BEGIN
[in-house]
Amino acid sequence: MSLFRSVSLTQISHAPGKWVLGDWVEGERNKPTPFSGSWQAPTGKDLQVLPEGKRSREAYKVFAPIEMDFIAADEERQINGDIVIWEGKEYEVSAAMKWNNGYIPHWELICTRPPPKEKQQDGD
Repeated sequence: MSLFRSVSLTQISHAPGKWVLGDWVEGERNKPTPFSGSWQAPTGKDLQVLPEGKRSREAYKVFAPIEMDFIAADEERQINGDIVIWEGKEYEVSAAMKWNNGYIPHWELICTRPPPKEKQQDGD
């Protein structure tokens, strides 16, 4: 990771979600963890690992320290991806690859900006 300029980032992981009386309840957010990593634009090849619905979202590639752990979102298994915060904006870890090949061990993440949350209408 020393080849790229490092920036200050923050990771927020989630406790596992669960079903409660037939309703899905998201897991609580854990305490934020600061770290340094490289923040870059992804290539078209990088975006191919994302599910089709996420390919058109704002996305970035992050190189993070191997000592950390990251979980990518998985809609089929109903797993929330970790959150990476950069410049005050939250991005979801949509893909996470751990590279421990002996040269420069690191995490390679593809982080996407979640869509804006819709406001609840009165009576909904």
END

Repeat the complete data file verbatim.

[in-house]
Amino acid sequence: MSLFRSVSLTQISHAPGKWVLGDWVEGERNKPTPFSGSWQAPTGKDLQVLPEGKRSREAYKVFAPIEMDFIAADEERQINGDIVIWEGKEYEVSAAMKWNNGYIPHWELICTRPPPKEKQQDGD
Repeated sequence: MSLFRSVSLTQISHAPGKWVLGDWVEGERNKPTPFSGSWQAPTGKDLQVLPEGKRSREAYKVFAPIEMDFIAADEERQINGDIVIWEGKEYEVSAAMKWNNGYIPHWELICTRPPPKEKQQDGD
């Protein structure tokens, strides 16, 4: 990771979600963890690992320290991806690859900006 300029980032992981009386309840957010990593634009090849619905979202590639752990979102298994915060904006870890090949061990993440949350209408 020393080849790229490092920036200050923050990771927020989630406790596992669960079903409660037939309703899905998201897991609580854990305490934020600061770290340094490289923040870059992804290539078209990088975006191919994302599910089709996420390919058109704002996305970035992050190189993070191997000592950390990251979980990518998985809609089929109903797993929330970790959150990476950069410049005050939250991005979801949509893909996470751990590279421990002996040269420069690191995490390679593809982080996407979640869509804006819709406001609840009165009576909904």